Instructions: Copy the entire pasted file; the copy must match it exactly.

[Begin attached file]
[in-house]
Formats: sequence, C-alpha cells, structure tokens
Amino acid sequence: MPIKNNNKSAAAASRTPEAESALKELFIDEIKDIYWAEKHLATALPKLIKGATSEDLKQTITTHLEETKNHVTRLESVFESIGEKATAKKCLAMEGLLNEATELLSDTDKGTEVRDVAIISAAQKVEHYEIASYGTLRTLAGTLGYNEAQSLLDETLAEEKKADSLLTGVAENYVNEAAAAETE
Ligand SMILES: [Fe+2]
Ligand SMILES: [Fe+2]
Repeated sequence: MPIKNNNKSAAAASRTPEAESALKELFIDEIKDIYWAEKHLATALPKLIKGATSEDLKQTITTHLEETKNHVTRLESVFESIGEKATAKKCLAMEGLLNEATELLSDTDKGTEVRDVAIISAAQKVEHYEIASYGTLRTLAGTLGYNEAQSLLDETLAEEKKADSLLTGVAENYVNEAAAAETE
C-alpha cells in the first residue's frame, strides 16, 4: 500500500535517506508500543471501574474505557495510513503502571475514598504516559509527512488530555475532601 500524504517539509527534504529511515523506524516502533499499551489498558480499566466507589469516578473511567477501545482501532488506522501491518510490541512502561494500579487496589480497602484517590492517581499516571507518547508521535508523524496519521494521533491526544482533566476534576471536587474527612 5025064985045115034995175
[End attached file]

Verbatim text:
[in-house]
Formats: sequence, C-alpha cells, structure tokens
Amino acid sequence: MPIKNNNKSAAAASRTPEAESALKELFIDEIKDIYWAEKHLATALPKLIKGATSEDLKQTITTHLEETKNHVTRLESVFESIGEKATAKKCLAMEGLLNEATELLSDTDKGTEVRDVAIISAAQKVEHYEIASYGTLRTLAGTLGYNEAQSLLDETLAEEKKADSLLTGVAENYVNEAAAAETE
Ligand SMILES: [Fe+2]
Ligand SMILES: [Fe+2]
Repeated sequence: MPIKNNNKSAAAASRTPEAESALKELFIDEIKDIYWAEKHLATALPKLIKGATSEDLKQTITTHLEETKNHVTRLESVFESIGEKATAKKCLAMEGLLNEATELLSDTDKGTEVRDVAIISAAQKVEHYEIASYGTLRTLAGTLGYNEAQSLLDETLAEEKKADSLLTGVAENYVNEAAAAETE
C-alpha cells in the first residue's frame, strides 16, 4: 500500500535517506508500543471501574474505557495510513503502571475514598504516559509527512488530555475532601 500524504517539509527534504529511515523506524516502533499499551489498558480499566466507589469516578473511567477501545482501532488506522501491518510490541512502561494500579487496589480497602484517590492517581499516571507518547508521535508523524496519521494521533491526544482533566476534576471536587474527612 5025064985045115034995175